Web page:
I loved this film. Utterly and completely – I was hooked from the opening moments right through to the end. I ditched all my critical awareness and was thrilled. I’d also been avoiding the trailers and posters for months (la-la-ing with my fingers in my ears), so I was in a completely receptive state, unaware of anything other than the deep bassy soundtrack and knowing it was giant monsters vs giant robots. If that already sounds silly or annoying to you then don’t watch the film. If you don’t like Godzilla (the proper ones, not the mincing ankled crap turned out by Schumacher with a hateful cast) or anything remotely like it then you won’t like this. I loved such series as Evangelion: NeoGenesis and Transformers (not so much the recent films, although seeing giant robots on screen was like a preview of heaven) and this is very much in the spirit of them, and of all the B-movie science fiction films we’ve ever had. In other words, this is so far up my street it’s been entirely renamed after me.
We open with action and a potted history of Kaiju emerging from a rift in space above the ocean floor and the splendid destruction of San Francisco. It’s great – nothing is spared, the vast monster is half-concealed by fog wrecking the Golden Gate Bridge. There’s no waiting around for the cool stuff to happen, no tiresome story leading up to a single kickass scenes – those scenes are frequent, intense and begin right at the start of the film. Yay. Humanity is under threat – that’s always a great setup – and these monsters just keep coming. To deal with that threat we abandon long range guns and missiles and divert global resources into the Jaeger programme: massive robot suits. This is basically the plot of Evangelion (minus the angels / human evolution storylines) and I like it.
Drama exists through the paired consciousnesses it takes to pilot a Jaeger, who are mentally synced in ‘the drift’ and that allows them to do stuff together while being able to talk and argue. Don’t think too much about that bit, it’s fairly silly. But it doesn’t matter – a film with fewer giant metal bolllocks on show would flounder at this point, trying to explain away the techno-babble nonsense. Pacific Rim just shrugs it off and shows you a giant robot punching an alien in the face. That’s exactly what I want to see. Our primary hero, whose name completely eludes me (character development ain’t exactly high priority) loses his co-pilot brother in a fantastic night time at-sea scrap with a shark faced Kaiju. Gipsy Danger takes a kicking and crashes down on shore. That’s also quite a scene.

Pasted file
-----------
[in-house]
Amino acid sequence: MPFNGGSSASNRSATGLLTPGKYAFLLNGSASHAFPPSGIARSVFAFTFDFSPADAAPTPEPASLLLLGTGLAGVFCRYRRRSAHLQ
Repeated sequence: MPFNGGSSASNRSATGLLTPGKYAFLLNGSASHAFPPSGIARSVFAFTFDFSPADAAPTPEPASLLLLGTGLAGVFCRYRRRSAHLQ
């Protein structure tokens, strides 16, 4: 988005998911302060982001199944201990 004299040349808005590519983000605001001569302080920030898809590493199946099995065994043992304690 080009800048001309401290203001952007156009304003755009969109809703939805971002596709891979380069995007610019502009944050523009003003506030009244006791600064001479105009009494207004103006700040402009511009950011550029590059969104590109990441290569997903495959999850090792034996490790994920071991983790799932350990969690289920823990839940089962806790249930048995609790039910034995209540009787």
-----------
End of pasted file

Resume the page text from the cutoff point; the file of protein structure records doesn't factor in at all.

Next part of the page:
After that we’re into the madness of it all – more fights, between pilots and the project vs the governments who want to build walls instead of awesome robots (why are politicians always such wankers?), and pilots and project managers (Idris Elba on splendid hero form). It’s predictable, silly and enjoyable. Clearly no cliche police were available for the production: the film is awash with character stereotypes and genre nods (watch out for the Chinese and Russian Jaeger teams, they are hilarious). I think it has to be the incredible fights and CGI which overwhelm all such objections and issues. Basically it’s a classic storyline where they have to get the old model/grizzled OAP out of storage to beat the enemy.
There’s a possible marring of the film in the choice of Burn Gorman (otherwise known as the fish-faced guy from Torchwood who has been asked to play the most cliched English mathematician imaginable. He’s somewhat irritating, performing as if electric current is being played through his face. His character is matched with a Kaiju-enthusiast who manages to plug his mind into a chunk of alien brain and finds out some stuff about the invasion. It doesn’t really add much to the plot other than a bit of comic relief – and a reason to meet Ron Perlman’s badass Kaiju-bit-flogging character (stay post-credits for this too).
The characters are forgettable, the script and plot hackneyed but the visual effects are out of this world. The design teams have obviously had a field day designing different Jaegers – my favourite is Cherno-Alpha (the Russian behemoth), but the three armed guy is also amazing. The Kaiju vary delightfully, spitting acid, fists, shark faces (“they all have exactly the same DNA!” – this is the Prometheus stupid error. No they don’t…) writhing fighting and being evil. The sight of seawater cascading off these beasts and Kaiju and Jaeger tossing each other over buildings (dragging a boat along to use as a sword!) and the underwater scraps make this a win. I’m saddened to learn it’s busy tanking Stateside, because this is B-movie as it deserves to be done. Thank you Guillermo del Toro – every moment delighted me.
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0 thoughts on “Film Review: Pacific Rim (2013)”
It’s obvious that del Toro is trying to make a Godzilla-ish movie, but it’s still fun for that matter. Good review Nick.
Thanks! Oh definitely – his love big monster smashes is clear. I guess we’ll be able to compare it soon enough with the new ‘Zilla.